The medium with the greatest water holding capacity will likely be _______ because....
The medium with the greatest air space at field capacity will likely be _________ because....
Mixing these media will result in ........
As the density of the medium increases, the total pore space: ______ (increases, decreases, is not affected).
As the density of the medium increases, the water held at field capacity:________ (increases, decreases, is not affected)
As the density of the medium increases, the air space at field capacity:_________ (increases, decrease, is not affected).
Number and then weigh six paper cups. Record the weight of each in the data table (column #1).
Using a graduate cylinder, pour 200 mL of tap water into one cup and mark the level on the cup. Pour the water into the next cup and mark the level. Repeat for all cups then discard the water.
Fill each cup with the appropriate medium to the mark.
Reweigh the cup and medium. Record your data (column #2).
Calculate the density of the medium (#4) by dividing the medium weight (#3) by its volume (200 mL).
Fill a graduate cylinder to the top mark with water. Then carefully pour water over the medium until all the pore spaces are filled, i.e., the medium is saturated with water. Do this slowly and stir while you pour. You may need to tap the bottom of the cup on bench top to help settle the medium. Record the volume (in column #5) of water used (remember to subtract the final volume from the original). This volume equals the total pore space of the medium.
Carefully invert the paper cup and contents over a screen and let all the excess (free water) drain.
After thoroughly draining, re-weigh the cup and medium and record (#6). The medium is now at "field capacity."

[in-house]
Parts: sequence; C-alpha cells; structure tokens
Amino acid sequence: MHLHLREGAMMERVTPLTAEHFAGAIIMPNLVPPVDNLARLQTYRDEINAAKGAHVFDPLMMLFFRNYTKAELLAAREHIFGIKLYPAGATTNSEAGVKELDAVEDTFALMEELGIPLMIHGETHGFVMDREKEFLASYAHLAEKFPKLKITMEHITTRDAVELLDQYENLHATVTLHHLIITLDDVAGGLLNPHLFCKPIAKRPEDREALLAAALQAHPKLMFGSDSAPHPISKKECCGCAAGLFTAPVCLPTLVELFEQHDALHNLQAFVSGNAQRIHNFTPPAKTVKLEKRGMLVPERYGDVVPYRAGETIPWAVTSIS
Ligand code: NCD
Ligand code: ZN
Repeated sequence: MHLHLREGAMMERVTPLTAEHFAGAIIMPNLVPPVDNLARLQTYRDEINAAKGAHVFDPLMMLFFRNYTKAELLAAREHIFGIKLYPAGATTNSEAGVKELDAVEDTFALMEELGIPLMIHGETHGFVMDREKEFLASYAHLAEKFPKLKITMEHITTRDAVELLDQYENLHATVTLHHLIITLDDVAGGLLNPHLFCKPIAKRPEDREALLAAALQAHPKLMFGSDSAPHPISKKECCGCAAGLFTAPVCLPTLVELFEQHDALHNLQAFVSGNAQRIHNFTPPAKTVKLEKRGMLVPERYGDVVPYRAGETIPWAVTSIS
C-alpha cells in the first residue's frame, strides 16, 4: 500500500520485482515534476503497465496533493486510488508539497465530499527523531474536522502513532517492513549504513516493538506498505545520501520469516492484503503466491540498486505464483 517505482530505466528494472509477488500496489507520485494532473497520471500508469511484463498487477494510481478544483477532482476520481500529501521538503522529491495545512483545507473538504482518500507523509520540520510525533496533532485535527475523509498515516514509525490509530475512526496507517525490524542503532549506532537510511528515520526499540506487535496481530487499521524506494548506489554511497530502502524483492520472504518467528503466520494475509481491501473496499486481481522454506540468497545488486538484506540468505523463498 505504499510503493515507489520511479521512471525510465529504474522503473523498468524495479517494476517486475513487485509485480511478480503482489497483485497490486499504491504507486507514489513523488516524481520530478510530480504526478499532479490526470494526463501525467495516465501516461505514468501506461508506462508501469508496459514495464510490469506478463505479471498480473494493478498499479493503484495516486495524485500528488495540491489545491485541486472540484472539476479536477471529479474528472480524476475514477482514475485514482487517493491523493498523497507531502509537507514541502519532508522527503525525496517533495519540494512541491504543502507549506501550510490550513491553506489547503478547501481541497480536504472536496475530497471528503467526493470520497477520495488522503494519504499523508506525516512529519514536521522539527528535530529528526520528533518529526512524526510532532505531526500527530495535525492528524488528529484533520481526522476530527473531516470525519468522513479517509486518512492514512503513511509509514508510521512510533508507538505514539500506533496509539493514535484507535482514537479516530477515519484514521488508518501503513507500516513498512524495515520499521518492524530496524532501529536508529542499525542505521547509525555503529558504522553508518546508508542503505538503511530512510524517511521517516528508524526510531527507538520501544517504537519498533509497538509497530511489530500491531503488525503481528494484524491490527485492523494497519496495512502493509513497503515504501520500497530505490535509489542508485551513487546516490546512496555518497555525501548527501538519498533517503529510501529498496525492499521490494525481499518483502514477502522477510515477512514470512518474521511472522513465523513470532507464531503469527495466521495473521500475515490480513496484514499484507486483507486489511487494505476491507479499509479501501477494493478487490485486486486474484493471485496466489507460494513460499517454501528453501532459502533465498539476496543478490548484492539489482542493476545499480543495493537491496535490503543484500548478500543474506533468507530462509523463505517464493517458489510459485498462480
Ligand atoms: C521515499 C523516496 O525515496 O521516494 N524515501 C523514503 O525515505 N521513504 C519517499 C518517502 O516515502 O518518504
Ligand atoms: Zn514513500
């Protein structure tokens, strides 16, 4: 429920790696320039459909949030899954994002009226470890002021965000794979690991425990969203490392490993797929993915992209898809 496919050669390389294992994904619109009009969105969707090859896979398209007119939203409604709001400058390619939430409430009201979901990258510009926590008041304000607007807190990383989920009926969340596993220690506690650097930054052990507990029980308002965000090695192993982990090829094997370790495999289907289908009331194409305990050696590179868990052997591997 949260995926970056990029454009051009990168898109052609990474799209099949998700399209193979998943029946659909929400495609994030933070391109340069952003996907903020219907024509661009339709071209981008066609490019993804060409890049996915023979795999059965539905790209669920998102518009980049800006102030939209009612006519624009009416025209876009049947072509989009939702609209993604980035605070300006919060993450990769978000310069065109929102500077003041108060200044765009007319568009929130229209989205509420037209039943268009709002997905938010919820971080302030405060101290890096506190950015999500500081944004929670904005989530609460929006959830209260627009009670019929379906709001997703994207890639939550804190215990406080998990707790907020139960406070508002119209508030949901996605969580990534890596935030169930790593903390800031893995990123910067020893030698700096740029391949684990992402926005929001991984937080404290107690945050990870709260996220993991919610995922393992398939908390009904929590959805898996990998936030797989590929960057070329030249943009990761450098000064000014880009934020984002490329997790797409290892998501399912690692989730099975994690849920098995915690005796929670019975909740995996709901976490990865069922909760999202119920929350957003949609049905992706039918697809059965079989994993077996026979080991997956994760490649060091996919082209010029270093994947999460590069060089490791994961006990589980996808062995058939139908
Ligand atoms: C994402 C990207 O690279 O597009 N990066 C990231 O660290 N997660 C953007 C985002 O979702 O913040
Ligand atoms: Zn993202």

Calculate the water held at field capacity (#6 � #2) and record these data in column #7.
Calculate the air space at field capacity (#5 � #7) and record these data in column #8.
Plot (on the same graph): total pore space (y axis) versus density (x axis); water held at field capacity vs. density; and air space at field capacity vs. density
|Table 1: Data Collection Table (The values in the columns marked with an asterik (*) are obtained by measurement. The others are determined by calculations. If any calculations are negative, record it as zero)|
|Medium Type||1. Wt. Cup (g)*||2. Wt Cup + Medium (g)*||3. Medium Wt. (g; #2 - #1)||4. Density (g/mL; #3/200)||5. Total Pore space (mL)*||6. Cup + Medium + water drained (g)*||7. Water held at Field Capacity (mL; #6 - #2)||8. Air space at field capacity (mL; #5 - #7)|
|6. soil : peat : vermiculite (1:1:1)|
What do you conclude about your hypotheses above?
Vermiculite is a good medium for starting seeds. Explain why with direct reference to your data.
Perlite is a good medium for propagating cuttings of plants. Explain why with direct reference to your data.
What is a possible disadvantage of a medium with too much air space?
Vermiculite is reported to be able to retain 16 times its weight in water. Do your data support this statement? (i.e., perform this calculation for your vermiculite sample. Then briefly discuss your results). Show your work.
Copy from Table 1 the values for "water held at field capacity" into the table below. Then calculate the average value.
|Medium||Water held at field capacity (mL)|
Now, copy from your data table the value for "water held at field capacity for the the soil:vermiculite"peat mixture ________. How does the average value from the three individual components compare to the value for the mixture? Should they be the same? different?
Explain why the greenhouse uses a mixture of soil, peat and vermiculite for routine plant growth.
Suggest a reason why sand is generally a major component of media for growing cacti and other succulents.
Describe how we could determine the amount of "free water" in each medium when it is saturated.
Last updated: 01/10/2005 � Copyright by SG Saupe